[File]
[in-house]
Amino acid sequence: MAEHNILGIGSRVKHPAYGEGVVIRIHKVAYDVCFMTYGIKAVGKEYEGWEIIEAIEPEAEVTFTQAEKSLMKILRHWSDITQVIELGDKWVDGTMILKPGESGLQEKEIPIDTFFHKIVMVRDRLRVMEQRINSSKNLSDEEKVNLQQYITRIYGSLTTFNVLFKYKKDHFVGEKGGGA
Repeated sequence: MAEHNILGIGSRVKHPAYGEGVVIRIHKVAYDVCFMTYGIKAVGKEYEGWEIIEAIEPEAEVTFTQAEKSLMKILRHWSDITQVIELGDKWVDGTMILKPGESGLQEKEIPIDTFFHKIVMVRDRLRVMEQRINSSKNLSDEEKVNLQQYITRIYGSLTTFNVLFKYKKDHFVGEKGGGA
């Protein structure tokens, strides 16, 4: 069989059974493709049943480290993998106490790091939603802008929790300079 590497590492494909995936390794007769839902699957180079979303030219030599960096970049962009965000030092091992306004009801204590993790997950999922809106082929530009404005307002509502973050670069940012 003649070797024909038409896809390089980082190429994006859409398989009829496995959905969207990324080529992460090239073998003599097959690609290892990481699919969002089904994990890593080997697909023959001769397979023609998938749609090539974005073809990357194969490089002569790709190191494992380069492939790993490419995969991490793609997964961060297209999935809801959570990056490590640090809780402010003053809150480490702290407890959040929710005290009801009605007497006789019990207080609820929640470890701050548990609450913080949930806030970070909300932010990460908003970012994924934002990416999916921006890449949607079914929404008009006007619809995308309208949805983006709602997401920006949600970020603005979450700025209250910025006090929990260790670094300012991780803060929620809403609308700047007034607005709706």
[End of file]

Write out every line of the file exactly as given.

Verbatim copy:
[in-house]
Amino acid sequence: MAEHNILGIGSRVKHPAYGEGVVIRIHKVAYDVCFMTYGIKAVGKEYEGWEIIEAIEPEAEVTFTQAEKSLMKILRHWSDITQVIELGDKWVDGTMILKPGESGLQEKEIPIDTFFHKIVMVRDRLRVMEQRINSSKNLSDEEKVNLQQYITRIYGSLTTFNVLFKYKKDHFVGEKGGGA
Repeated sequence: MAEHNILGIGSRVKHPAYGEGVVIRIHKVAYDVCFMTYGIKAVGKEYEGWEIIEAIEPEAEVTFTQAEKSLMKILRHWSDITQVIELGDKWVDGTMILKPGESGLQEKEIPIDTFFHKIVMVRDRLRVMEQRINSSKNLSDEEKVNLQQYITRIYGSLTTFNVLFKYKKDHFVGEKGGGA
């Protein structure tokens, strides 16, 4: 069989059974493709049943480290993998106490790091939603802008929790300079 590497590492494909995936390794007769839902699957180079979303030219030599960096970049962009965000030092091992306004009801204590993790997950999922809106082929530009404005307002509502973050670069940012 003649070797024909038409896809390089980082190429994006859409398989009829496995959905969207990324080529992460090239073998003599097959690609290892990481699919969002089904994990890593080997697909023959001769397979023609998938749609090539974005073809990357194969490089002569790709190191494992380069492939790993490419995969991490793609997964961060297209999935809801959570990056490590640090809780402010003053809150480490702290407890959040929710005290009801009605007497006789019990207080609820929640470890701050548990609450913080949930806030970070909300932010990460908003970012994924934002990416999916921006890449949607079914929404008009006007619809995308309208949805983006709602997401920006949600970020603005979450700025209250910025006090929990260790670094300012991780803060929620809403609308700047007034607005709706």